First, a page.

For many beer lovers, Malaysia is almost entirely a wasteland, with the same standard taps on display at just about every bar in the country, and next to nothing that is outside the mainstream.
Only three companies have licences to brew beer in Malaysia and two of these are active: Heineken and Carlsberg. According to the Confederation of Malaysian Brewers, the two majors account for 95% of the beer and stout total volume in the market.
If you see a selection of Heineken, Tiger and Guinness, the venue you are in is aligned to Heineken Malaysia. Bars serving Carlsberg, Kronenbourg and Connors Stout are supplied by Carlsberg Malaysia. You will on occasion see other names, such as Strongbow, Kilkenny or Asahi, but these brands are all part of the big two breweries.
A beer duopoly
Being an effective duopoly, the global brand owners are extremely tight in allowing anything outside their portfolios to be promoted, especially when it is on tap. The contracts their bar customers sign are very clear about what can be done with third-party brands. As a result, Malaysia is a long way from witnessing a craft revolution.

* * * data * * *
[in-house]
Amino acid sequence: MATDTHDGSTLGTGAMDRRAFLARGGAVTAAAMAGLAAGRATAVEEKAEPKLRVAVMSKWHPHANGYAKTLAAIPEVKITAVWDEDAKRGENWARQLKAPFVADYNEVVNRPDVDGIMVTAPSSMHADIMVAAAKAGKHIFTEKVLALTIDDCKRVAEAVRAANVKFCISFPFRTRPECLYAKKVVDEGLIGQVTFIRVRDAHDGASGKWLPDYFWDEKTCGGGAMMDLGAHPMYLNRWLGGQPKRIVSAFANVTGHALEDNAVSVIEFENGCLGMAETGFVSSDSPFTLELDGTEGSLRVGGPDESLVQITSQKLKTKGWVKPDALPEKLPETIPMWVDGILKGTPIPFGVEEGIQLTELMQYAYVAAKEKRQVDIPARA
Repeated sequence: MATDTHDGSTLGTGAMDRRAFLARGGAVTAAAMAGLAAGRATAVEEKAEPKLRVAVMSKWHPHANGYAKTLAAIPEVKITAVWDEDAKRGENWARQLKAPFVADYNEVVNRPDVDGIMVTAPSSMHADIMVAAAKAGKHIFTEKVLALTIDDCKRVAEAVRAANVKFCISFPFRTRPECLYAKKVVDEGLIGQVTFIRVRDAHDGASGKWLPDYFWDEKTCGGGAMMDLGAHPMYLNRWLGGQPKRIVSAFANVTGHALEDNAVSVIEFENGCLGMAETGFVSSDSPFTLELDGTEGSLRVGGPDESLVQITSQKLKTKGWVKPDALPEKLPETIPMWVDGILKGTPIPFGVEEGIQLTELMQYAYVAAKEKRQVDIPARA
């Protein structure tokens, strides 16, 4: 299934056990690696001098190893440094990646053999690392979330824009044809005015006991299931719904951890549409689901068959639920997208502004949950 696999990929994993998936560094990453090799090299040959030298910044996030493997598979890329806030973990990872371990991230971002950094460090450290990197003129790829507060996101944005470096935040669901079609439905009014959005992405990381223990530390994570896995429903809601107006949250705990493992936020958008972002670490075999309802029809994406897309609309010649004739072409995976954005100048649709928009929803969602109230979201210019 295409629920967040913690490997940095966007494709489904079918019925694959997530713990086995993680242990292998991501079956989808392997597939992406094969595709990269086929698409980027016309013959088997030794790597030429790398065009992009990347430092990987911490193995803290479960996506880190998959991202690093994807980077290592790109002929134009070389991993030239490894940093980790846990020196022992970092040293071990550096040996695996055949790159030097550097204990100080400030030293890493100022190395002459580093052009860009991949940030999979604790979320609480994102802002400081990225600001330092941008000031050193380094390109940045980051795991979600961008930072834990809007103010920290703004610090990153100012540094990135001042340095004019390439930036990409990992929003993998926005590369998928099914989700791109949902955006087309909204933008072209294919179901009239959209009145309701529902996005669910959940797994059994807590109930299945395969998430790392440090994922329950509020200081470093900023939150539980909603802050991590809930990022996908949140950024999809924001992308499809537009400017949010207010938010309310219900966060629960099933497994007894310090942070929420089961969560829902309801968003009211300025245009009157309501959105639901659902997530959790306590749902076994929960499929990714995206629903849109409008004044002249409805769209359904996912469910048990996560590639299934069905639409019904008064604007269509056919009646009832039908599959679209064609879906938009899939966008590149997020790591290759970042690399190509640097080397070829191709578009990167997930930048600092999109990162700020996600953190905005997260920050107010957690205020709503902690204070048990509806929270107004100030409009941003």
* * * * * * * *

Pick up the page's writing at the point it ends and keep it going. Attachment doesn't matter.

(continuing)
“When you’re a customer you don’t really know any better,” lamented Alvin Lim, who has spent the best part of the last decade trying to bring craft beer into the mainstream as a bar owner and distributor in Kuala Lumpur.
He argues that drinkers are happy to guzzle Guinness or Tiger, Malaysia’s most popular brew, without thinking too hard about there being other options.
“If you don’t know any better, then you wouldn’t know you’re not getting a decent beer, right?” said Lim, who co-founded Taps Beer Bar in Kuala Lumpur and craft beer distributor MyBeer.
“Everyone is travelling the world now, and people start learning. There are people here who are now looking for craft beers, but still it’s a very niche market in terms of spending power.”
Beer pairings and beer tastings